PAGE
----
I completely agree that many pros use p-channel BJTs for H-bridges because that is a simple and proven solution. I understand all the advantages of doing that but with p and n channel BJTs efficient utilization of a 6V system can be ruled out. eBay is not and probably never be the source of parts for pros but whenever I do a generic search on data sheets and application notes for a H-bridge driver, I am stuck with useless crap on websites like datasheetcatalog, alldatasheet, datasheetarchive besides others (5 years ago I remember hitting much better info on Google but it is not that simple any more I believe) so had tried a few searches on eBay that did seem to get me somewhere - I therefore welcome any suggestions in this regard.

Offline ambcorp2000Topic starter

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Re: MOSFET/IGBT based full bridge motor driver
« Reply #6 on: October 04, 2011, 04:22:34 PM »
This is a relatively inexpensive motor driver that does not use darlington pair transitors. I still do not like it since it uses p-channel MOSFETs not the best of design decisions. I will keep looking and updating improved versions as I am able to find/design them....

IN4001 diodes shown in the design are kind of hillarious to me for they are not fast recovery schottkey ones... these can be dropped since MOSFETs come with a built in free-wheeling diode...there are design flaws but the idea is very workable. Other one I noticed is that the zener is 15V but the regulated voltage that they produce is 12V.....!!
« Last Edit: October 04, 2011, 04:26:55 PM by ambcorp2000 »

Offline Soeren

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Re: MOSFET/IGBT based full bridge motor driver
« Reply #7 on: October 05, 2011, 05:53:50 PM »
Hi,

I completely agree that many pros use p-channel BJTs for H-bridges because that is a simple and proven solution.
I never said that and I think you have to search long and hard to find any that do and not only because P-channel BjT's don't exist!   ;)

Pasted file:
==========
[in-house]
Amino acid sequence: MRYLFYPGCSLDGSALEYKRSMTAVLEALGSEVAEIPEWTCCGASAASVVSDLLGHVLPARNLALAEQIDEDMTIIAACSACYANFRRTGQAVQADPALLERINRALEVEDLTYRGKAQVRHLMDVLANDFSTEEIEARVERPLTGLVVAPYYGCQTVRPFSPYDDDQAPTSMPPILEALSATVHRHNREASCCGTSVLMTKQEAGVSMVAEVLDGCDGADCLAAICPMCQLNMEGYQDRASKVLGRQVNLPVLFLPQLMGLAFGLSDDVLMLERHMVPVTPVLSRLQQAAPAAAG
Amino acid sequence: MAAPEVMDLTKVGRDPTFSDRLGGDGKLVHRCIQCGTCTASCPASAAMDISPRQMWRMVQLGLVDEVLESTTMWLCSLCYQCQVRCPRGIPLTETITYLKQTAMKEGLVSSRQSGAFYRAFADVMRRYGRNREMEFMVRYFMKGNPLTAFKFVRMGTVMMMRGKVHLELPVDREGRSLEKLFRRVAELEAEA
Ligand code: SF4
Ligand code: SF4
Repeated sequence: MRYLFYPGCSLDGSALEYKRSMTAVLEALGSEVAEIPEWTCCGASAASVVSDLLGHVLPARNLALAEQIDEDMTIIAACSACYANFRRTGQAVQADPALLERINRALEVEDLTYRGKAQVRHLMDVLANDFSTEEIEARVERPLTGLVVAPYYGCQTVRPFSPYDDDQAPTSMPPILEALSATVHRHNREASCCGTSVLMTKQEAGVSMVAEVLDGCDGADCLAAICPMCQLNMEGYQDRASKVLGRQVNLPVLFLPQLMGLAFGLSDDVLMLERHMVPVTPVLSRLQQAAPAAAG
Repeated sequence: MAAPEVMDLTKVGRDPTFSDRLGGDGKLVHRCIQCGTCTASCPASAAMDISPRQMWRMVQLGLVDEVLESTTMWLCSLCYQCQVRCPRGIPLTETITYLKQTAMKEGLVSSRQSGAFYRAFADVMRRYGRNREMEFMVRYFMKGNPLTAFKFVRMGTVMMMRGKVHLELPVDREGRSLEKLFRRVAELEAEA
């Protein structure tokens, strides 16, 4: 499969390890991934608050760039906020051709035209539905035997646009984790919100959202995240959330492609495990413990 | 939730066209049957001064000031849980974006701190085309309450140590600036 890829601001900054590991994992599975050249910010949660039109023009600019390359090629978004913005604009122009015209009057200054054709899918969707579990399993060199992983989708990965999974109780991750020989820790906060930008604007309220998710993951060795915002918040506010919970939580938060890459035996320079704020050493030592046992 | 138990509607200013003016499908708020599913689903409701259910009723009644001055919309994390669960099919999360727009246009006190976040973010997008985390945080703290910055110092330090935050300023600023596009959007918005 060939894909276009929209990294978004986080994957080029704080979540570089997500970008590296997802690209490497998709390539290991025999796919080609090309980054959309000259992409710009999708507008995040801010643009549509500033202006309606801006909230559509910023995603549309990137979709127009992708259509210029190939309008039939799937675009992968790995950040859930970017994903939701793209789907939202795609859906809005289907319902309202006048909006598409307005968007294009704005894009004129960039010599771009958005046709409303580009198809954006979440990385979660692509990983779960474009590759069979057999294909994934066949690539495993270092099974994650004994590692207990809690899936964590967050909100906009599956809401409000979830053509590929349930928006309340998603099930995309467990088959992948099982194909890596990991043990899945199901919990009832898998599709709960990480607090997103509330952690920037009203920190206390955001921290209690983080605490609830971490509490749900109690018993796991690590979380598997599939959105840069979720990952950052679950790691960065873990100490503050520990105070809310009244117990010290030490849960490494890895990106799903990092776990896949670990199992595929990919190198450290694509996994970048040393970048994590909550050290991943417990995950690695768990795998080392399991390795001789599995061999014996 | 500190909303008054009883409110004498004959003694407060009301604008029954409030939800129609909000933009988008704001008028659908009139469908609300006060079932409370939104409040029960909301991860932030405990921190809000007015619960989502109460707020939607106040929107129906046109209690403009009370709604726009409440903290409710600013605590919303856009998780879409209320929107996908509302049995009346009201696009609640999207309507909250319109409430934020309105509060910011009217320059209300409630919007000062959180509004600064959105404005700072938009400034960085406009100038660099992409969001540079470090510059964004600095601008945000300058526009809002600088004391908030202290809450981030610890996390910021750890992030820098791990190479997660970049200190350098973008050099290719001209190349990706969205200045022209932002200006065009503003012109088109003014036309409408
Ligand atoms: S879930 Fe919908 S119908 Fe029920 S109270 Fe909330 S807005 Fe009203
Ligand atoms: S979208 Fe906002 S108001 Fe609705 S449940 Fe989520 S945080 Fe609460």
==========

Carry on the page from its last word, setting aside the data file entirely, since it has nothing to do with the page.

I understand all the advantages of doing that but with p and n channel BJTs efficient utilization of a 6V system can be ruled out.
Perhaps you should have left out your initial (and quite pretentious) "I used to be an industry expert on MOSFET/IGBT [...]", since you seem pretty ignorant about transistors and keeps confusing them, coming off as a rank beginner.
MOSFET's, IGBT's (which aren't relevant at all in 6V systems) and BjT's are all transistors (hence the trailing "T"
MOSFET = Metal Oxide Semiconductor Field Effect Transistor
IGBT = Insulated Gate Bipolar Transistor
BjT = Bipolar Junction Transistor

I wonder why so many people find it so hard to see a MOSFET as a transistor. Using the word transistor is in itself uncommitted to the topology, but an industry expert should have caught on when reading a prefix like P-ch, which is only found in MOSFET's (the BjT equivalent is PNP).


With that done away with, please reread my former post.


eBay is not and probably never be the source of parts for pros but whenever I do a generic search on data sheets and application notes for a H-bridge driver, I am stuck with useless crap on websites like datasheetcatalog, alldatasheet, datasheetarchive besides others (5 years ago I remember hitting much better info on Google but it is not that simple any more I believe) so had tried a few searches on eBay that did seem to get me somewhere - I therefore welcome any suggestions in this regard.
Yes, there's more noise each year, but when the going gets tough... You need to know how to get the search engines to put out - a single type number might not get you too far, but most search engines have their own tutorials on how to get better results.

I don't know why you're spending time on Google for this however, as hitting the manufacturers web sites will yield more and better results  :-\


This is a relatively inexpensive motor driver that does not use darlington pair transitors. I still do not like it since it uses p-channel MOSFETs not the best of design decisions. I will keep looking and updating improved versions as I am able to find/design them....
Well, P-channel MOSFET's on the high side IS the best design decision and has always been, although it wasn't used much in the eighties due to the production costs and lack of high current p-ch. devices. That problem is gone these days.

You might try to outsmart reality, but I seriously doubt that it will net you anything but worries ;D


IN4001 diodes shown in the design are kind of hillarious to me for they are not fast recovery schottkey ones... these can be dropped since MOSFETs come with a built in free-wheeling diode...
Granted, 1N400n diodes are slow as molasses, but it's even more hilarious to call the intrinsic MOSFET body diode a free wheeling diode.
Have you really been working with MOSFET's and have you ever actually measured the degree of protection an 1N400n diodes give, or are you just copy/pasting other peoples ideas?


there are design flaws but the idea is very workable.